Two Democratic lawmakers in Minnesota have put forward a bill nominating anti-Semitic Islamist organizations—and specifically, their demonstrably anti-Semitic officials—to become members of a new “taskforce on the consequences of Islamophobia and anti-Semitism.”
Sponsored by Democratic Representatives Jay Xiong, Carlos Mariani and Aisha Gomez, H.F 2587 seeks to “analyze the impact of Islamophobia and antisemitism, recommend actions to improve the safety of Minnesota’s Muslim and Jewish communities, increase participation by the Muslim and Jewish communities in civic life, and recommend possible legislative action.”
In the wake of the New Zealand massacre by a self-proclaimed “eco-fascist,” and with rising anti-Semitism, including from Minnesota’s own U.S. Rep. Ilhan Omar, who could object to the Minnesota legislature seeking to combat hate?
But there is one very good reason to be concerned: The bill seeks to place anti-Semitic activists from anti-Semitic organizations on the taskforce. The proposed legislation specifically calls for taskforce leaders to include the executive directors of Darul Farooq Center, the Islamic Association of North America, the Council on American Islamic Relations (CAIR) and the Muslim American Society (MAS).
MAS’s Minnesota branch is led by Asad Zaman. Despite his nomination to the proposed taskforce, Zaman is not shy about his views on Jews and Islamism. His Facebook account is replete with anti-Semitism, apologism for Hamas and support for convicted war criminals.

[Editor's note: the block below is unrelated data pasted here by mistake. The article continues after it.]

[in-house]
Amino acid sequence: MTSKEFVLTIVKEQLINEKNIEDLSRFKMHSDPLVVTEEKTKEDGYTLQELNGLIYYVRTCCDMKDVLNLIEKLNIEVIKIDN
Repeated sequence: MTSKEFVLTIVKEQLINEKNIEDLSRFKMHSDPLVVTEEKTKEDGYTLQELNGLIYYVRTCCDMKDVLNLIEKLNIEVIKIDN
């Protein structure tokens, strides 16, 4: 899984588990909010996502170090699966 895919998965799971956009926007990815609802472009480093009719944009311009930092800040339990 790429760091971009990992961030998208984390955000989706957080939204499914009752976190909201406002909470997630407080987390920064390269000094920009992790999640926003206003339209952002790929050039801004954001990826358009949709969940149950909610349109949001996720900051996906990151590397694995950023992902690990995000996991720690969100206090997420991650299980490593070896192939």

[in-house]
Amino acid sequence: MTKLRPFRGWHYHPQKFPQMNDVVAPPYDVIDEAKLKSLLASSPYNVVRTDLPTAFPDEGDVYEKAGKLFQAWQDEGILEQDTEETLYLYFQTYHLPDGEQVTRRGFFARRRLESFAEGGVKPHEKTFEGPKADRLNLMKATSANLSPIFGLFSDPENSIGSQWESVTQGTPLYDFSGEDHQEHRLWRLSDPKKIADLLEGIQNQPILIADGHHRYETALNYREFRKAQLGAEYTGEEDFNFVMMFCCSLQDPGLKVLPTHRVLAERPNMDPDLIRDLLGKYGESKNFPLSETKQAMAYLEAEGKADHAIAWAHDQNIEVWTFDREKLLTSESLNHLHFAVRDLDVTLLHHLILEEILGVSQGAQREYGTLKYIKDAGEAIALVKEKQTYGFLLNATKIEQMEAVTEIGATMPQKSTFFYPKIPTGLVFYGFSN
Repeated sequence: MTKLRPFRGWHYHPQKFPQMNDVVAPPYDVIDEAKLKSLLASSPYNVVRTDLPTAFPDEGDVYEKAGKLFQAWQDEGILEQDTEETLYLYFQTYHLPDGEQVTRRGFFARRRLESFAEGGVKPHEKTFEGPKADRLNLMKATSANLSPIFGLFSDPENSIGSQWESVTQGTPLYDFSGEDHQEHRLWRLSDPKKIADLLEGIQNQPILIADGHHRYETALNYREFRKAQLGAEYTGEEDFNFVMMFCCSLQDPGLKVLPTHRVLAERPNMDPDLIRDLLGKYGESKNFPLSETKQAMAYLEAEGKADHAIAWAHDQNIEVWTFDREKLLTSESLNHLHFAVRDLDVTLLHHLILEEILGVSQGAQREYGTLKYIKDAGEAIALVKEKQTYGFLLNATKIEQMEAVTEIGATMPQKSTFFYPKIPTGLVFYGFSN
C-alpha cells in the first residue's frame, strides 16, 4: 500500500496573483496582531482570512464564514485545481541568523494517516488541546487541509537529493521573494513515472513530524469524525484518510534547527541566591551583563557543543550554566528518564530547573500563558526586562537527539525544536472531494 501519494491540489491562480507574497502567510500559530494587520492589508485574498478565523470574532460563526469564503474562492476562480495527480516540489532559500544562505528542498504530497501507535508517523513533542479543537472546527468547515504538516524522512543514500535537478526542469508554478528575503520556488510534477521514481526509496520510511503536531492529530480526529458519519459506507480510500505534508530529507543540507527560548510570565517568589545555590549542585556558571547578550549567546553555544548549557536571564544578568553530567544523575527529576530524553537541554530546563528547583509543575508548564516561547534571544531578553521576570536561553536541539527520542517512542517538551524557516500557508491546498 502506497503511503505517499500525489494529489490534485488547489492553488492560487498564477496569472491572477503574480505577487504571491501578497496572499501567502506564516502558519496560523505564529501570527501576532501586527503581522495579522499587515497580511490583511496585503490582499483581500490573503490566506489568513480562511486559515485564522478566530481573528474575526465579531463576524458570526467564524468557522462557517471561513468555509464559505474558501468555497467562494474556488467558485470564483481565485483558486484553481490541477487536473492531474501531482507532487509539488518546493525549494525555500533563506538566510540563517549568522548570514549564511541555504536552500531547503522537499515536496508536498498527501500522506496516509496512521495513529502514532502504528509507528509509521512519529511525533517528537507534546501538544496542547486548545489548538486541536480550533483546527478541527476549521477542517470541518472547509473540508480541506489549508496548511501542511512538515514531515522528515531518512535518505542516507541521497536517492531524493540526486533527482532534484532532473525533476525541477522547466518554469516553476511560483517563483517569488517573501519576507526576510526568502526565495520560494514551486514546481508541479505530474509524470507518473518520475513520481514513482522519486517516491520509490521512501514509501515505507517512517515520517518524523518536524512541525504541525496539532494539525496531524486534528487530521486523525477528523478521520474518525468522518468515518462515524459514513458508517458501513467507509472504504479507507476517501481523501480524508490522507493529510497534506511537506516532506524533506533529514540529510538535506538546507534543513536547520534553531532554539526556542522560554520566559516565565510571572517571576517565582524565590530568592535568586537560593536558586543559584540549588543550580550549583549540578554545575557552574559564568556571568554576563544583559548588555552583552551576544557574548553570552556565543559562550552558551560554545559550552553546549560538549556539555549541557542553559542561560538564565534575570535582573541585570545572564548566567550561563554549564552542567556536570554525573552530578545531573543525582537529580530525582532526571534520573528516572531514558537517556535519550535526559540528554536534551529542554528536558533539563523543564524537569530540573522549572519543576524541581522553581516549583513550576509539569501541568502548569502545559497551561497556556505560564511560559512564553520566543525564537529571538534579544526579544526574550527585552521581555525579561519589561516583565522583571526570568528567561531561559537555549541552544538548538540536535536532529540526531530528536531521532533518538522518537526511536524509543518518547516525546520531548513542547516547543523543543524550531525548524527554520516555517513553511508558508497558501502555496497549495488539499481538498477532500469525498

Posts promoted by Zaman include links to a neo-Nazi, Holocaust-denial website, which promotes viciously anti-Semitic conspiracy theories, as well as blogs that claim that American presidents “depend upon the votes and influence of Jews in New York who support Israel, have always been ready to give the Israelis the weapons to enable them pursue this evil. In effect, U.S. foreign policy is determined by Israel.”
Zaman’s obsession with Jews includes hundreds of posts praising fringe groups of anti-Zionist Jews as (in implicit contrast with mainstream Jewish organization) “Jews of conscience” and “integrity.”
Zaman has written: “It is a tactic of the Israeli lobby to label those whom they cannot shut up as anti-Semites. (please check out the Hasbara manual).”
Although MAS was established by the Muslim Brotherhood, Zaman is a vocal supporter of its ideological cousin, Jamaat-e-Islami—a South Asian Islamist movement responsible for the mass murder of tens of thousands of civilians during Bangaldesh’s 1971 Liberation War. Zaman praises these mass murderers, referring to its former leader, Moitur Rahman Nizami (who was executed for his part in the genocide) as a “great shaheed [martyr].”
Zaman has also shared posts mourning other Jamaat-e-islami leaders authored by Islami Chhatra Shabir, Jamaat’s student branch, which Jane’s Terrorism and Insurgency Centre named in 2014 as the third-most violentnon-state armed group in the world.
In light of all his anti-Semitism and support for violent Islamist causes, the MAS-MN director’s apologism for the designated terrorist group Hamas is not particularly surprising. He writes that: “It is Israel, not Hamas, that uses human shields. And Israel has a long track record of blaming others for the very crimes it commits.” Zaman also promoted a post from Hamas’s official website mourning the execution of the Jamaati war criminal Nizami.